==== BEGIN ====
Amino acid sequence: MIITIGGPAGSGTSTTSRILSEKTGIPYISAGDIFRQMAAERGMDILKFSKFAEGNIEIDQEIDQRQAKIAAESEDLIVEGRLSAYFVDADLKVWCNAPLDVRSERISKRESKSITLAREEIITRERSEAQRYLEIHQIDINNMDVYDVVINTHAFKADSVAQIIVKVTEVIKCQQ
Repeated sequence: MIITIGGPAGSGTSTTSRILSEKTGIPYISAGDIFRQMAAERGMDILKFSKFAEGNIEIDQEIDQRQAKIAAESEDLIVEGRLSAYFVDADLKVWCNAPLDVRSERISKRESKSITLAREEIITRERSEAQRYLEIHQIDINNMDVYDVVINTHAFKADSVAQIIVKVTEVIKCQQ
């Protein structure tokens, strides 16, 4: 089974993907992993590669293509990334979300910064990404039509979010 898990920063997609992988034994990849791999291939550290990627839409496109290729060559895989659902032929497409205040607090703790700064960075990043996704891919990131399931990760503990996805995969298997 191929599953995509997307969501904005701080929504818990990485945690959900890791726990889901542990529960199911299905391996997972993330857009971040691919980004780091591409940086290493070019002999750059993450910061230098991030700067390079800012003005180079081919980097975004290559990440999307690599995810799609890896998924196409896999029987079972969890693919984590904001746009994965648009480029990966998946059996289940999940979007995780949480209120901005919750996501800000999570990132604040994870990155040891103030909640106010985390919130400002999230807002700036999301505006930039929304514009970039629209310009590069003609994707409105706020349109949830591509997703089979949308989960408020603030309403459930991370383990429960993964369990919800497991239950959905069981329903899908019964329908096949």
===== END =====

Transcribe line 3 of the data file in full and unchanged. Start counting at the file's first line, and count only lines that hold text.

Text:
């Protein structure tokens, strides 16, 4: 089974993907992993590669293509990334979300910064990404039509979010 898990920063997609992988034994990849791999291939550290990627839409496109290729060559895989659902032929497409205040607090703790700064960075990043996704891919990131399931990760503990996805995969298997 191929599953995509997307969501904005701080929504818990990485945690959900890791726990889901542990529960199911299905391996997972993330857009971040691919980004780091591409940086290493070019002999750059993450910061230098991030700067390079800012003005180079081919980097975004290559990440999307690599995810799609890896998924196409896999029987079972969890693919984590904001746009994965648009480029990966998946059996289940999940979007995780949480209120901005919750996501800000999570990132604040994870990155040891103030909640106010985390919130400002999230807002700036999301505006930039929304514009970039629209310009590069003609994707409105706020349109949830591509997703089979949308989960408020603030309403459930991370383990429960993964369990919800497991239950959905069981329903899908019964329908096949």